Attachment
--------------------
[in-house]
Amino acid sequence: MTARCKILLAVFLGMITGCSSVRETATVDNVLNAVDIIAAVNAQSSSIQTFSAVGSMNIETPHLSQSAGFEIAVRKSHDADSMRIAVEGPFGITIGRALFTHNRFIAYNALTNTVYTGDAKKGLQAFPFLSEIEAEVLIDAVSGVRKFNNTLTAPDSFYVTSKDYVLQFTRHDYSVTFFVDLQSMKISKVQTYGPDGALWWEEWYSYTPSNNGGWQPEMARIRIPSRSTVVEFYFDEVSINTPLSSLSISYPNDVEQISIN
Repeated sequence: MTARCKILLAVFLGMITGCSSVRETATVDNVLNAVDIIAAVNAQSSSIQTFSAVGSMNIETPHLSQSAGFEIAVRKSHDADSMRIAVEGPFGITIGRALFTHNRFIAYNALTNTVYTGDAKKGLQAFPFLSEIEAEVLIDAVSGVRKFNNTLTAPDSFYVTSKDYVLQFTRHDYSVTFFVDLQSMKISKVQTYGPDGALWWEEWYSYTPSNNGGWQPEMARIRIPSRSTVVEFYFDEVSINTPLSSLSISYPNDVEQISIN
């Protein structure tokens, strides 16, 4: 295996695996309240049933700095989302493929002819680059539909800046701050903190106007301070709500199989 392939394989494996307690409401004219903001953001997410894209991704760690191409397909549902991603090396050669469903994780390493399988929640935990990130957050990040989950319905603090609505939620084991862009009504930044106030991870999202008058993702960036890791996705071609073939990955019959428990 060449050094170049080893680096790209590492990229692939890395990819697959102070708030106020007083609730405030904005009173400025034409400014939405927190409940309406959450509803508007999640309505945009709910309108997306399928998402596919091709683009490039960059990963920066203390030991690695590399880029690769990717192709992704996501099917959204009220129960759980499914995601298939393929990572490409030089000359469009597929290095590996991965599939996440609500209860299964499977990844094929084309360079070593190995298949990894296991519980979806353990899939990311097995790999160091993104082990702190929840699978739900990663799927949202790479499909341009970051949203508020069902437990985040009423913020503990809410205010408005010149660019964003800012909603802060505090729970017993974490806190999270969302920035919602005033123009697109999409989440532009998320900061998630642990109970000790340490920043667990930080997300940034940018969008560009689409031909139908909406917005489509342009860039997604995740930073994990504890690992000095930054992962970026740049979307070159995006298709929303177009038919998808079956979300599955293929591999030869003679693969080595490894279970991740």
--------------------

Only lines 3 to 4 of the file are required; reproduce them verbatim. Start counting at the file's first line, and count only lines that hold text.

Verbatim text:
Repeated sequence: MTARCKILLAVFLGMITGCSSVRETATVDNVLNAVDIIAAVNAQSSSIQTFSAVGSMNIETPHLSQSAGFEIAVRKSHDADSMRIAVEGPFGITIGRALFTHNRFIAYNALTNTVYTGDAKKGLQAFPFLSEIEAEVLIDAVSGVRKFNNTLTAPDSFYVTSKDYVLQFTRHDYSVTFFVDLQSMKISKVQTYGPDGALWWEEWYSYTPSNNGGWQPEMARIRIPSRSTVVEFYFDEVSINTPLSSLSISYPNDVEQISIN
């Protein structure tokens, strides 16, 4: 295996695996309240049933700095989302493929002819680059539909800046701050903190106007301070709500199989 392939394989494996307690409401004219903001953001997410894209991704760690191409397909549902991603090396050669469903994780390493399988929640935990990130957050990040989950319905603090609505939620084991862009009504930044106030991870999202008058993702960036890791996705071609073939990955019959428990 060449050094170049080893680096790209590492990229692939890395990819697959102070708030106020007083609730405030904005009173400025034409400014939405927190409940309406959450509803508007999640309505945009709910309108997306399928998402596919091709683009490039960059990963920066203390030991690695590399880029690769990717192709992704996501099917959204009220129960759980499914995601298939393929990572490409030089000359469009597929290095590996991965599939996440609500209860299964499977990844094929084309360079070593190995298949990894296991519980979806353990899939990311097995790999160091993104082990702190929840699978739900990663799927949202790479499909341009970051949203508020069902437990985040009423913020503990809410205010408005010149660019964003800012909603802060505090729970017993974490806190999270969302920035919602005033123009697109999409989440532009998320900061998630642990109970000790340490920043667990930080997300940034940018969008560009689409031909139908909406917005489509342009860039997604995740930073994990504890690992000095930054992962970026740049979307070159995006298709929303177009038919998808079956979300599955293929591999030869003679693969080595490894279970991740």